Sesame Street and the Cultural Politics of the Spoken Word in the 1970s
Author: Kathryn Ostrofsky, Freelance Historian
Comment: Victoria Cain, Northeastern University
Tuesday 29 October
Massachusetts Historical Society
1154 Boylston St., Boston, MA 02215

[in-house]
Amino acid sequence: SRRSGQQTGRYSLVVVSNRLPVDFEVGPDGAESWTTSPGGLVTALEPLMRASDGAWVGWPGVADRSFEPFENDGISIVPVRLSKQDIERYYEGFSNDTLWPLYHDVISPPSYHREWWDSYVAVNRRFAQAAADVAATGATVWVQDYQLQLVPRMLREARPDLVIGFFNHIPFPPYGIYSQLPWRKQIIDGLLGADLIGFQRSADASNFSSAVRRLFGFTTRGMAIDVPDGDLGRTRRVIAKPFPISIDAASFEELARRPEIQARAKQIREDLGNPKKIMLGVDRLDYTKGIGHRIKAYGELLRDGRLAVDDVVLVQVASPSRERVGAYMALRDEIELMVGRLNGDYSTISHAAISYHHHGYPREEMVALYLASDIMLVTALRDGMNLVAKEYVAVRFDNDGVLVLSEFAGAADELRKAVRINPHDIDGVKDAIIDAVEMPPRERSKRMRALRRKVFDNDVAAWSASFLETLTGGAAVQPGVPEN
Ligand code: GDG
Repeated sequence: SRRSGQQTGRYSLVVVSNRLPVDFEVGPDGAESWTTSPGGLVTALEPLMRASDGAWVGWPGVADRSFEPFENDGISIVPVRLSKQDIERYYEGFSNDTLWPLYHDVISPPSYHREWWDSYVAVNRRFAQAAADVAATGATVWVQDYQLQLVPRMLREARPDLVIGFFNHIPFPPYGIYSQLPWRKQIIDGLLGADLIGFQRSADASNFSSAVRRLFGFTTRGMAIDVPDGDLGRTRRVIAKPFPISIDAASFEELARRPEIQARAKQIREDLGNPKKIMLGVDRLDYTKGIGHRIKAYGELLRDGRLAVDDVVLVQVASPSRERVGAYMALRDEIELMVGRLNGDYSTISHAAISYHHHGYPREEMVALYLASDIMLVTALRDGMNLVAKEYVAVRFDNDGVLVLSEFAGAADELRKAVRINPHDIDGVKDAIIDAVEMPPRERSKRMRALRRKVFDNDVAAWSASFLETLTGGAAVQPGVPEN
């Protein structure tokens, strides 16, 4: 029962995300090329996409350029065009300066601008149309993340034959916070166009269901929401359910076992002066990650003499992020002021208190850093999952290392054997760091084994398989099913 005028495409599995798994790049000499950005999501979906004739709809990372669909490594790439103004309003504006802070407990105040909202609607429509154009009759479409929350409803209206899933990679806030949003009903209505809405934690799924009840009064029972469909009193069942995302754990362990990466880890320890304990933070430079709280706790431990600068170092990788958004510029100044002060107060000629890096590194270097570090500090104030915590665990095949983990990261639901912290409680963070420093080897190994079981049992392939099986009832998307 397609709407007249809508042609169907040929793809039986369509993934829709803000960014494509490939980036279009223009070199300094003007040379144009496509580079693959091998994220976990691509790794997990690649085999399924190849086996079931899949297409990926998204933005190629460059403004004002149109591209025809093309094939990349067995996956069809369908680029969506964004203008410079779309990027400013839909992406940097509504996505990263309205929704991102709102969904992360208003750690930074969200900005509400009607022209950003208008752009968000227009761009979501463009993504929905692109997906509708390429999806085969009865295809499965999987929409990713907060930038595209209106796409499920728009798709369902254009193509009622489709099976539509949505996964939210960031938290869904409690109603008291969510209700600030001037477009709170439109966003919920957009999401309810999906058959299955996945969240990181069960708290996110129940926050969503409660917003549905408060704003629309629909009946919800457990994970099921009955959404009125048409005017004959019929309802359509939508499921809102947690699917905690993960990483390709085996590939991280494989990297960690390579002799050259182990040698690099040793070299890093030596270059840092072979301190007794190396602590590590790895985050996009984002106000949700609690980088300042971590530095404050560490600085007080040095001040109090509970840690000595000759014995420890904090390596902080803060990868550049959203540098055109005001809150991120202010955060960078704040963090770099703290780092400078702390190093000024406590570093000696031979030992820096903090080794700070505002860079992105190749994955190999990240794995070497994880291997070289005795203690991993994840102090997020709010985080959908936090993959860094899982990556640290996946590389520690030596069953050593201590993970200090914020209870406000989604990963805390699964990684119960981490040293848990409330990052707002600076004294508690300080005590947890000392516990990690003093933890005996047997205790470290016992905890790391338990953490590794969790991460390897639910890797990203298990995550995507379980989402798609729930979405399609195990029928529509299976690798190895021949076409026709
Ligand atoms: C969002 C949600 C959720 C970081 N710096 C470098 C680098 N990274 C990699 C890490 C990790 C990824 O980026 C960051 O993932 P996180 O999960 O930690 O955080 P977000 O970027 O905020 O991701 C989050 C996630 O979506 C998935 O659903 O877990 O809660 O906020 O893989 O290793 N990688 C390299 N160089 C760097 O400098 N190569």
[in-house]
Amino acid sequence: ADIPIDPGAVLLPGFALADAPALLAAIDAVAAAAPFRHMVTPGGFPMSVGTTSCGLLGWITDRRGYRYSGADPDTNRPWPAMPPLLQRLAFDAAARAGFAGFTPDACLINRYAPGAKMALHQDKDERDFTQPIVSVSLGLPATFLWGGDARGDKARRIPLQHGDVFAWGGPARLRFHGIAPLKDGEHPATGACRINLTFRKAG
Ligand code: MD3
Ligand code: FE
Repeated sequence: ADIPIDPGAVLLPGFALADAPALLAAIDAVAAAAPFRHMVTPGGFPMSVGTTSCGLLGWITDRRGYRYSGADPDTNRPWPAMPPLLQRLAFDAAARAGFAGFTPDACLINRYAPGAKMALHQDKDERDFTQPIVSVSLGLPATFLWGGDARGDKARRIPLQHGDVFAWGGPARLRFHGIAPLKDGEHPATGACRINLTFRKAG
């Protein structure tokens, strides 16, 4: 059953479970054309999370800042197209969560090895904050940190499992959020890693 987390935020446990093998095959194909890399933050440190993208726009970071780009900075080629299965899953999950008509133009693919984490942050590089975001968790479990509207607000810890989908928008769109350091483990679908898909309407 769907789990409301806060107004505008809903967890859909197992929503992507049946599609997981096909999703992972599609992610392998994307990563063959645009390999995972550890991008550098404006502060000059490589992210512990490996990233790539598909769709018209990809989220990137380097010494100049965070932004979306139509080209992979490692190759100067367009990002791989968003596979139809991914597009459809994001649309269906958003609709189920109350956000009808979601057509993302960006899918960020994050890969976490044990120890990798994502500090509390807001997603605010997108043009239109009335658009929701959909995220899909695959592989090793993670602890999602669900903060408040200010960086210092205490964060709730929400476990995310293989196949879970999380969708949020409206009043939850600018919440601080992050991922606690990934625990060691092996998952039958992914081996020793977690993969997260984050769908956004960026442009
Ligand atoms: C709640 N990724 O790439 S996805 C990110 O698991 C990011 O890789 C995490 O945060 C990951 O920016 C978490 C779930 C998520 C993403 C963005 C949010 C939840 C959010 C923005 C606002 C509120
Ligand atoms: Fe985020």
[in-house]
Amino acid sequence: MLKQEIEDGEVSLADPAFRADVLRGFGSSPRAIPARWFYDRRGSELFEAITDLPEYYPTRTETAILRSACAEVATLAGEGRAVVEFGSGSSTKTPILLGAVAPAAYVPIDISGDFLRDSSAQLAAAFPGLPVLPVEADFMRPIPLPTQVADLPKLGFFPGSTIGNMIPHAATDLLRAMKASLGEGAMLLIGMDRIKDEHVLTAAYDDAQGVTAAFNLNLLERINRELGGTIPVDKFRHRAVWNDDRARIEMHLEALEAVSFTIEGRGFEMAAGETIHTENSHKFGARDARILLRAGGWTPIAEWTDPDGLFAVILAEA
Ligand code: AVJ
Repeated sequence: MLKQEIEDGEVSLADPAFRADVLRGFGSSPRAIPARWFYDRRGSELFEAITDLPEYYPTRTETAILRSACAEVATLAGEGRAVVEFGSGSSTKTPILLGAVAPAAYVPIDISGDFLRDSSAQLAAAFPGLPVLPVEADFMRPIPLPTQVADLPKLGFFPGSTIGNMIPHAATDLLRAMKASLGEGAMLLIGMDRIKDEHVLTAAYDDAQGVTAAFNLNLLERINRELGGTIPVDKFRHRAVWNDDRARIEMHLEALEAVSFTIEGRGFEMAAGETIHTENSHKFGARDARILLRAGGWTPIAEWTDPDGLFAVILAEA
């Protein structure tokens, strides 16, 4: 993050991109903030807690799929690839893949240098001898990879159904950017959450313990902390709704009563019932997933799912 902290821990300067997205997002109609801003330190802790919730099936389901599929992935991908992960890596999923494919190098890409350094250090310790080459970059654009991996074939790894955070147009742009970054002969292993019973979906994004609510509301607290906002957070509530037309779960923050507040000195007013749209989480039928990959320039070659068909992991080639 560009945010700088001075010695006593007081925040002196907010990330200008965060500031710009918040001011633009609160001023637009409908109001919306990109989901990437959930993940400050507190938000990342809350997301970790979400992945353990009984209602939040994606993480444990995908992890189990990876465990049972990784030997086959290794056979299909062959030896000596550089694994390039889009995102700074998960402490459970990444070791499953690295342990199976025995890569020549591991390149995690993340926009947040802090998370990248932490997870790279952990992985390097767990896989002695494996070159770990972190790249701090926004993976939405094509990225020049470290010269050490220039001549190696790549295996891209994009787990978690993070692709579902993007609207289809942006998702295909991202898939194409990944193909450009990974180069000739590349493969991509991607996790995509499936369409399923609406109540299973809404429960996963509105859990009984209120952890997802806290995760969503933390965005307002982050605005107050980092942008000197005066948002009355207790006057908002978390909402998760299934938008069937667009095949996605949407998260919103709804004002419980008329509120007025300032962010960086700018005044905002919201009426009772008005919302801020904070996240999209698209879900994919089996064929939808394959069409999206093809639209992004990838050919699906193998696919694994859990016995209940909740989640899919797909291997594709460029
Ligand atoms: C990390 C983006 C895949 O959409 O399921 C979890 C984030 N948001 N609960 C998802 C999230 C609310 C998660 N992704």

Sesame Street’s creators, audiences, and social activists all tried to use the popular television program as a tool to shape American society. The resulting discussions reveal that the sound of the spoken word played an important role in media representations of culture and community. People contested the messages conveyed by working-class accents, African American slang, and the Spanish language as they encouraged Sesame Street to embody Great Society liberalism or to engender a pluralistic society.
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